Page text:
Germany, which has pushed for the energy and climate targets, has been struggling with the realities of shifting its energy mix. Germany’s plan, backed by Chancellor Angela Merkel and opposition parties, to close its nuclear power plants and build up renewable energy is running into problems. German consumers are being hit with rising electric bills, and businesses worry that energy costs are putting them at a disadvantage with competitors in countries like the United States.
Even so, German politicians were expressing their fears about the proposals from Brussels. “Europe must remain a leader in climate protection. For this we need clear, distinct goals for climate protection, renewable energy and energy efficiency,” Barbara Hendricks, Germany’s environment minister, said in a statement issued jointly on Wednesday with Sigmar Gabriel, the country’s energy minister.
Energy policy has always been thorny for the European Union because of the widely differing economic and political problems of its big member countries. For example, France sees nuclear power as important, while its neighbor Germany is phasing it out. Eastern European countries like Poland are heavily dependent on coal, a leading source of emissions.
With Europe experiencing its worst economic crisis in decades, environmental concerns have slipped down the political agenda as the Continent’s economies struggle to generate badly needed growth.
In 2007, the European Union agreed to targets including a 20 percent reduction in greenhouse gas emissions from 1990 levels by 2020, an increase in the share of energy consumption produced from renewable resources to 20 percent and a 20 percent improvement in energy efficiency. Europe has achieved most of that first goal, with estimates that it has overall reduced emissions by about 18 percent.
But, with 2020 looming, it feels obliged to adopt a new strategy because of the huge financial investments it would take to reach the mandated level.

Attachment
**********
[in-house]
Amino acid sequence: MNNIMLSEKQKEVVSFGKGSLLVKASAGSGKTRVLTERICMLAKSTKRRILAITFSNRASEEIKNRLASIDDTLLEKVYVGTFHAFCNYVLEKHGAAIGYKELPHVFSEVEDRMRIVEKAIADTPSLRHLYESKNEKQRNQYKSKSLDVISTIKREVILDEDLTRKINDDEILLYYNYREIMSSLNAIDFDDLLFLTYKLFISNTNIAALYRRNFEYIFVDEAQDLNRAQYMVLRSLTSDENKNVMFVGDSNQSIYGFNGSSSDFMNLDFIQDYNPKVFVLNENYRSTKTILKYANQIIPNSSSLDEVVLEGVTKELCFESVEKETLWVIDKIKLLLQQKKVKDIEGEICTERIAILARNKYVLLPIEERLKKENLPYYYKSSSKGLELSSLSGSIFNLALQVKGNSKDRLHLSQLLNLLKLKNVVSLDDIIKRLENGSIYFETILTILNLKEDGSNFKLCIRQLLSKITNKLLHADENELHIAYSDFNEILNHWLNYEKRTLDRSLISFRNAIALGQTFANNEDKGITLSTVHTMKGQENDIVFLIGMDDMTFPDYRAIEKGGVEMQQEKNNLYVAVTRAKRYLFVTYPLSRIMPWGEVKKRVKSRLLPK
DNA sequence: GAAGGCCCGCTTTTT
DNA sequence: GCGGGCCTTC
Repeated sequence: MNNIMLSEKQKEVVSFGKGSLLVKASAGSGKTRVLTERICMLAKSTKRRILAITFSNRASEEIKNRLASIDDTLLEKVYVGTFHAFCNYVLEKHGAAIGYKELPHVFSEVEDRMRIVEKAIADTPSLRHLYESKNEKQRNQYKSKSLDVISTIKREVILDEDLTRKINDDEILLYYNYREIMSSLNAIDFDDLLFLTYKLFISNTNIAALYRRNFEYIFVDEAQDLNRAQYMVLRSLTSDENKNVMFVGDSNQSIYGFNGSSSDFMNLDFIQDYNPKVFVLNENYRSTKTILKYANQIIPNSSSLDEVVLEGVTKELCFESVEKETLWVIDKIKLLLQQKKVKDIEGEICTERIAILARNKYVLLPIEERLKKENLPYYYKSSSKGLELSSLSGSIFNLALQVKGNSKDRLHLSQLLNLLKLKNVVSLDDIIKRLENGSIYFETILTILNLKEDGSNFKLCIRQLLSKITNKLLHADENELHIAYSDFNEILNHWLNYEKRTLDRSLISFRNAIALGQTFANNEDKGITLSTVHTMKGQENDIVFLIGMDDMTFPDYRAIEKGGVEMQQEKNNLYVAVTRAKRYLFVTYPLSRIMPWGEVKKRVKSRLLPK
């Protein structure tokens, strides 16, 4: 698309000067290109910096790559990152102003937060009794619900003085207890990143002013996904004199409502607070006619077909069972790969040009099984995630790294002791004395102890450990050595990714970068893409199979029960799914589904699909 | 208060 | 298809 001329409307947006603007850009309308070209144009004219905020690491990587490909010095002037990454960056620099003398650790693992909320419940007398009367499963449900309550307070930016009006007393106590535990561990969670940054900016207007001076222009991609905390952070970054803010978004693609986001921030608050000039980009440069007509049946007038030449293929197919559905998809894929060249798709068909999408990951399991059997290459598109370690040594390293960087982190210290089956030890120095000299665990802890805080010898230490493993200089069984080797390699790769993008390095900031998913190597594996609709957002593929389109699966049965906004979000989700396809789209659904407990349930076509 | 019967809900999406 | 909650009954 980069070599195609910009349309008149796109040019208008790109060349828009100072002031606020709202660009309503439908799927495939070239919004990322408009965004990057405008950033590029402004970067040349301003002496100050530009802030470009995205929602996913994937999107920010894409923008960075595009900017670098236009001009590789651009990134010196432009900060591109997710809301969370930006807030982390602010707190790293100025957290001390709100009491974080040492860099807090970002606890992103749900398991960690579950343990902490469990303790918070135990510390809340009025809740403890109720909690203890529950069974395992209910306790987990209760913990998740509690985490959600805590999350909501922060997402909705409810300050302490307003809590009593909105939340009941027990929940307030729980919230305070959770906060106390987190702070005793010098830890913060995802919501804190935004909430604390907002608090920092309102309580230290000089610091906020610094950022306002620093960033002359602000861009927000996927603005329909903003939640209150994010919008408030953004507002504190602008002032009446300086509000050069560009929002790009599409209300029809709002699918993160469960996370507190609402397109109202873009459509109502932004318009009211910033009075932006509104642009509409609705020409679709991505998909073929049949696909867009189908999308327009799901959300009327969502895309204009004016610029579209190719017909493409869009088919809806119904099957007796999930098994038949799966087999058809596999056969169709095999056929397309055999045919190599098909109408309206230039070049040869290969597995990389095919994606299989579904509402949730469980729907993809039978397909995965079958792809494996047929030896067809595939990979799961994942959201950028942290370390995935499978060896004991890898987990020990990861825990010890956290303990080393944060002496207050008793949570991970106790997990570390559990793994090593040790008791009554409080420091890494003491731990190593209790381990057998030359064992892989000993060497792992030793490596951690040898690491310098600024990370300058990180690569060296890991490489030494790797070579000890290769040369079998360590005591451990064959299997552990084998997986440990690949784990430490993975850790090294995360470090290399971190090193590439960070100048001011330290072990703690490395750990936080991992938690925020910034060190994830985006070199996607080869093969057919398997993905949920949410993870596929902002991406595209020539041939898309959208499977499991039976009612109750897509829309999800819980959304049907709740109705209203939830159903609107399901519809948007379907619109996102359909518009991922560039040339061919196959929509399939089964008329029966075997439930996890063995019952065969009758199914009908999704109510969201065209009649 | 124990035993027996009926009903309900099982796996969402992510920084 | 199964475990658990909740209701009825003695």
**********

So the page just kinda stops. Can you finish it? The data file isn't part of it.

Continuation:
This time, the current emissions cap will be extended to 2030. The proposed cuts of 35 percent to 40 percent would still be among the most ambitious in the world.
However, while European nations will still be setting individual targets for carbon emission cuts, they will probably not be ordered to hit specific levels for renewable energy, according to officials briefed on the talks. Instead they will have the flexibility to decide on their own path to a lower carbon economy.
There is likely to be an increased target for renewable energy – around 25 percent to 27 percent – for the European Union as a whole, without specifying national objectives.
The officials drafting the policy, which will still need to be negotiated by member countries and the Parliament, are in part trying to address industry and consumer complaints about electricity costs in Europe, which have risen about 40 percent since 2005, compared with a decrease in the United States.
European businesses, though generally in favor of the European Union sticking to one target, still worry that the commission is not doing enough to remove a disadvantage European companies face compared with those in the United States. Markus J. Beyrer, director general of BusinessEurope, an industry group in Brussels, said the European Union was once again in danger of taking too advanced a position.
“We think the targets discussed are too ambitious,” he said. “We don’t think we should engrave everything in stone.”